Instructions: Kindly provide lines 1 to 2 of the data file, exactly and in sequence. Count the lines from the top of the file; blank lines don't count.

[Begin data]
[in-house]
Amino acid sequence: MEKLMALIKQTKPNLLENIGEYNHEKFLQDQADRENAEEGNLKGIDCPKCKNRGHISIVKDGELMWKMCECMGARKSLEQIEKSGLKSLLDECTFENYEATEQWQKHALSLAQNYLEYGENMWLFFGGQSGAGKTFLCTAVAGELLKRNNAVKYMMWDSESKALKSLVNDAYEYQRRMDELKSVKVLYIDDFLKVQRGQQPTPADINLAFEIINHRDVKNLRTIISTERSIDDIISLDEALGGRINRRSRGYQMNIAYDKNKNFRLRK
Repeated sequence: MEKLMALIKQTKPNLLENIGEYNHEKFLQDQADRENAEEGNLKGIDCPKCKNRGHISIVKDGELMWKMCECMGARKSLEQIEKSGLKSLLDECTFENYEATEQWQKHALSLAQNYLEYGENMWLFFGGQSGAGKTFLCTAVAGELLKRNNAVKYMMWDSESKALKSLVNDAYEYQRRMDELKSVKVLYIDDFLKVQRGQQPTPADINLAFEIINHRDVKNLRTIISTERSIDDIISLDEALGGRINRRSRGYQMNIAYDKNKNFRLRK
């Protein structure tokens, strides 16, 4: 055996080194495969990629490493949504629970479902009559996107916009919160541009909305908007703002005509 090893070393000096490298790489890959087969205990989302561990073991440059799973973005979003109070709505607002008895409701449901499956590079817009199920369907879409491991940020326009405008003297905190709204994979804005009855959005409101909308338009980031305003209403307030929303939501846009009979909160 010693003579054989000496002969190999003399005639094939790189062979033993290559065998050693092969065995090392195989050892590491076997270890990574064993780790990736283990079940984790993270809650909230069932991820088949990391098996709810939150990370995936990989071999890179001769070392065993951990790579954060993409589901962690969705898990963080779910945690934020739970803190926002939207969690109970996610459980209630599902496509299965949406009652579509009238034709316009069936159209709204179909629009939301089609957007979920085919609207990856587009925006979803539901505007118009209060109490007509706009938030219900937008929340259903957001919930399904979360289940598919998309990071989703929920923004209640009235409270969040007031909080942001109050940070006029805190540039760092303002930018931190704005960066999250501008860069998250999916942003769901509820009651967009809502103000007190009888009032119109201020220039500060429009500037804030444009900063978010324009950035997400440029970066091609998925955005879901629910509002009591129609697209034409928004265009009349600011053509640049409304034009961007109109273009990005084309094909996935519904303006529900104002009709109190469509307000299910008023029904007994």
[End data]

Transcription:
[in-house]
Amino acid sequence: MEKLMALIKQTKPNLLENIGEYNHEKFLQDQADRENAEEGNLKGIDCPKCKNRGHISIVKDGELMWKMCECMGARKSLEQIEKSGLKSLLDECTFENYEATEQWQKHALSLAQNYLEYGENMWLFFGGQSGAGKTFLCTAVAGELLKRNNAVKYMMWDSESKALKSLVNDAYEYQRRMDELKSVKVLYIDDFLKVQRGQQPTPADINLAFEIINHRDVKNLRTIISTERSIDDIISLDEALGGRINRRSRGYQMNIAYDKNKNFRLRK